It can take professionals a few years to find their voice. Younger developers often don’t have the experience or the confidence to speak at a conference, let alone guide a room of stakeholders through the complex process of building an application. Developing a communication style in which you can be comfortable and confident can take years. Recently, a project reminded me that sometimes success has little to do with our voice and everything to do with the voices of the people we’re working with.
As a UX practitioner concerned with the quality of everything delivered by any team I’m on, I wear many hats. Many of those hats are defined by communication. The best work often comes from the best teams, because without strong communication, details inevitably get missed. I regularly wear the hat of a translator in meetings and workshops, working to make sure everyone is on the same page. My best tools are images (often sketchnotes), because they are quick and leave little room for ambiguity, but it is not always about what I can bring to the table.
Success hinges on understanding the language everyone else is speaking.
If we struggle to pull information from our subject matter experts or misinterpret what they share, the project might never get off the ground. Our output can only be as good as what we input.
Early in that recent project, our team prepared to communicate from three angles: words, maps, and wireframes. Our words were a document describing our understanding of the business and our solutions to the problems outlined at the outset of the project. Our maps communicated the breadth, depth, and flow of the solution. Our wireframes communicated the details and actions available on each screen. The business people and technology managers I have worked with often gravitate towards words, because that is where they are most comfortable. Our project team was shocked when this client patently ignored the words and the maps. Obviously, we had found their language.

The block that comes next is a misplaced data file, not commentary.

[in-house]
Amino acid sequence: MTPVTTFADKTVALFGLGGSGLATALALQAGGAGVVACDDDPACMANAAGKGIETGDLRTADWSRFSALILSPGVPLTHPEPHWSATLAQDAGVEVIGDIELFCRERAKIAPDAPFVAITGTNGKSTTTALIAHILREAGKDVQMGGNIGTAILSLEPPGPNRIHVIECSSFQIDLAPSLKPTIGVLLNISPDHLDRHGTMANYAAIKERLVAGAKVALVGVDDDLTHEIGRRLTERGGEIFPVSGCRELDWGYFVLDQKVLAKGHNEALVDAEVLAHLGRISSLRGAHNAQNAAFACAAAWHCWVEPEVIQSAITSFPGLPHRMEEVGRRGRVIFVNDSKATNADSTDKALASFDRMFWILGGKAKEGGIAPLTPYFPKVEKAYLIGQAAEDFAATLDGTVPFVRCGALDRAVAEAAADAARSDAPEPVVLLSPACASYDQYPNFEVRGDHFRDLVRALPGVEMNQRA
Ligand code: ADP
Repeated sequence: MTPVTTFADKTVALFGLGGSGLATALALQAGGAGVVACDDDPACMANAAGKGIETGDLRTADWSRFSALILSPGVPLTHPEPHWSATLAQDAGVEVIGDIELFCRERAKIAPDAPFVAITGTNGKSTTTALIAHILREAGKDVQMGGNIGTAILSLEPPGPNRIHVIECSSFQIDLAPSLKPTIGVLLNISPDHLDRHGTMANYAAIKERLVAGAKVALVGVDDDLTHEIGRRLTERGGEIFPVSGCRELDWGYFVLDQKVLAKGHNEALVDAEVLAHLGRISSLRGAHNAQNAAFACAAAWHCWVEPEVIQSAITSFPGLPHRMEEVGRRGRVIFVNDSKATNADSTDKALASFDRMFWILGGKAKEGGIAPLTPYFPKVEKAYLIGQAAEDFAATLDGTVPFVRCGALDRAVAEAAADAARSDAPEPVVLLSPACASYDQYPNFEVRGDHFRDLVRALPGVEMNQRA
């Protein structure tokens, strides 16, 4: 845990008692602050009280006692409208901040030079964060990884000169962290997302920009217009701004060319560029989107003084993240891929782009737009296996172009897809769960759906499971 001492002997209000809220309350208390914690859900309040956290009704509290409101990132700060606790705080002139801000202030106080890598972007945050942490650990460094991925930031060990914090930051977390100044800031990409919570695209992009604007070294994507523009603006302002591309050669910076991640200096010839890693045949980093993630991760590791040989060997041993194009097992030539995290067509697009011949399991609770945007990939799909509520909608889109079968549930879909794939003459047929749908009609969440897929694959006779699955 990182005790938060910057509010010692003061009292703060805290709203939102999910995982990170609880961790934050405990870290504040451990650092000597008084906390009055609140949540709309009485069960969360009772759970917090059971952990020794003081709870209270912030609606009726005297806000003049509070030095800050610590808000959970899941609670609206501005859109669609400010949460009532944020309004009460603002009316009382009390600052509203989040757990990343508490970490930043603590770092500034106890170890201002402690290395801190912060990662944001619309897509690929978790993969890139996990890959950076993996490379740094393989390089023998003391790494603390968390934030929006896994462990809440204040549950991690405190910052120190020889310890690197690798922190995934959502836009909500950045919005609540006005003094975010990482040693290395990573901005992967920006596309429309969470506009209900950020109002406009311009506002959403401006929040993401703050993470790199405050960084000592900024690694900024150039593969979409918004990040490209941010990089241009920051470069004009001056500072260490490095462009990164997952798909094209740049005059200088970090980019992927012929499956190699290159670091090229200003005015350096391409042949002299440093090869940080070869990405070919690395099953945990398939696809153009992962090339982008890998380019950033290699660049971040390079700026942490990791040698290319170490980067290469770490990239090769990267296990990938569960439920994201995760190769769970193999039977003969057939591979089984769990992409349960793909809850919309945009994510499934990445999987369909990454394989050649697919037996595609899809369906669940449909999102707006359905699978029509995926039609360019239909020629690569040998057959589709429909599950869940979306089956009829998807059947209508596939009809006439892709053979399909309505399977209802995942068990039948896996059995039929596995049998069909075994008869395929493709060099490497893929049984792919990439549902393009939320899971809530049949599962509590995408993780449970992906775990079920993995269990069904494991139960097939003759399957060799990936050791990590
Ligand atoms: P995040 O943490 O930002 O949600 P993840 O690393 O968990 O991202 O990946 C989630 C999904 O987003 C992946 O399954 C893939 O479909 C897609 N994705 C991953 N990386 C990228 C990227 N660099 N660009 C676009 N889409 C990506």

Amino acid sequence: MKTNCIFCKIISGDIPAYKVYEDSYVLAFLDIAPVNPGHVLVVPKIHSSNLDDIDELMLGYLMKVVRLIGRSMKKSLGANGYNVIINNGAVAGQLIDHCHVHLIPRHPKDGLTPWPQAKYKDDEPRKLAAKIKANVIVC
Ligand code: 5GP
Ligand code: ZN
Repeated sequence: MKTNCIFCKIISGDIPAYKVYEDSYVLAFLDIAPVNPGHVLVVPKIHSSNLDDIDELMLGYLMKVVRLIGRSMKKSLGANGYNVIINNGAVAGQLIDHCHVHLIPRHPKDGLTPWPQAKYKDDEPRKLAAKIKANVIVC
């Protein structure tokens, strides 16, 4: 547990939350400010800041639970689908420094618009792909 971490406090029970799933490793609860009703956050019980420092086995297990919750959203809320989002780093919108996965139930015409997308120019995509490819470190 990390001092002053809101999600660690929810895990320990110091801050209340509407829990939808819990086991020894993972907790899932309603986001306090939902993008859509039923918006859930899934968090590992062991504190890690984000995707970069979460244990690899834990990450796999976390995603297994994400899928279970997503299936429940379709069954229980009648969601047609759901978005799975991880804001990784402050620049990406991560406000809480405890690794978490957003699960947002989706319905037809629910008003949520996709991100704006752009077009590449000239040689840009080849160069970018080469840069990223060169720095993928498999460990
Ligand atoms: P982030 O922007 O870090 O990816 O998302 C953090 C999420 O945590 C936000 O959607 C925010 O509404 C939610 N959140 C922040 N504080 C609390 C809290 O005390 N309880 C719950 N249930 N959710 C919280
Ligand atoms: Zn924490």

I was happy. Communication was quick and clear. All of the work I had to do back at my desk was already in the format I needed it to be in. I was unconcerned about missing steps or key conversations that usually happen alongside the words and maps we typically use, as long as we walked through every facet of the application in the wireframes.
But this focus on wireframes caused a deficit elsewhere and as we began to wrap up our documentation, we had to close those gaps.
Our team was able to deliver good work, because we followed through to get the details right. As soon as we realized that quality review of the other material wasn’t going to happen, we had a team meeting in which we made sure we had a clear view of the things that had to happen to deliver good results. We were able to use the strength and experience of our team to close those gaps. It was good experience and a great reminder.
Consider the language your clients or project teams are speaking and make sure you can identify when they’re not able to communicate. Maybe you haven’t given them the tools they need to contribute to the discussion or provide good feedback.
Maybe you’re just not speaking their language yet.